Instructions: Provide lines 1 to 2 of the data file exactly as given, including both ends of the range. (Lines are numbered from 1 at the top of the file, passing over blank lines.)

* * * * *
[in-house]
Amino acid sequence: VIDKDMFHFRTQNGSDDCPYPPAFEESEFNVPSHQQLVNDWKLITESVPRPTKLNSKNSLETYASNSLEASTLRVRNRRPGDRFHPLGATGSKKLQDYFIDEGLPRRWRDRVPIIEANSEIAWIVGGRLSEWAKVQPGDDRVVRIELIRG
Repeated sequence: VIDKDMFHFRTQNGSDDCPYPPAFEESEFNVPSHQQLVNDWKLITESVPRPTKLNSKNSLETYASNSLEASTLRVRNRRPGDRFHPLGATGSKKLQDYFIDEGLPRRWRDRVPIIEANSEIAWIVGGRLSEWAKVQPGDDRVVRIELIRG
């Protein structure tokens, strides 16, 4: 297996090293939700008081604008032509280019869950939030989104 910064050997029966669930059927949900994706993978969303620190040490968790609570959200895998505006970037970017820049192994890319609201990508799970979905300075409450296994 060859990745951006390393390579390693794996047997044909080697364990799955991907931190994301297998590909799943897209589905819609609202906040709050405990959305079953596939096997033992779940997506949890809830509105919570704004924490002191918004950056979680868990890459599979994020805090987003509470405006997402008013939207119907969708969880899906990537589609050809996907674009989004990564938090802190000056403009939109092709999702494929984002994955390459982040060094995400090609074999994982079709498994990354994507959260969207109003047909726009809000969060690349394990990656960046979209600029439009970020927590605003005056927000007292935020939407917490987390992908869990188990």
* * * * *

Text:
[in-house]
Amino acid sequence: VIDKDMFHFRTQNGSDDCPYPPAFEESEFNVPSHQQLVNDWKLITESVPRPTKLNSKNSLETYASNSLEASTLRVRNRRPGDRFHPLGATGSKKLQDYFIDEGLPRRWRDRVPIIEANSEIAWIVGGRLSEWAKVQPGDDRVVRIELIRG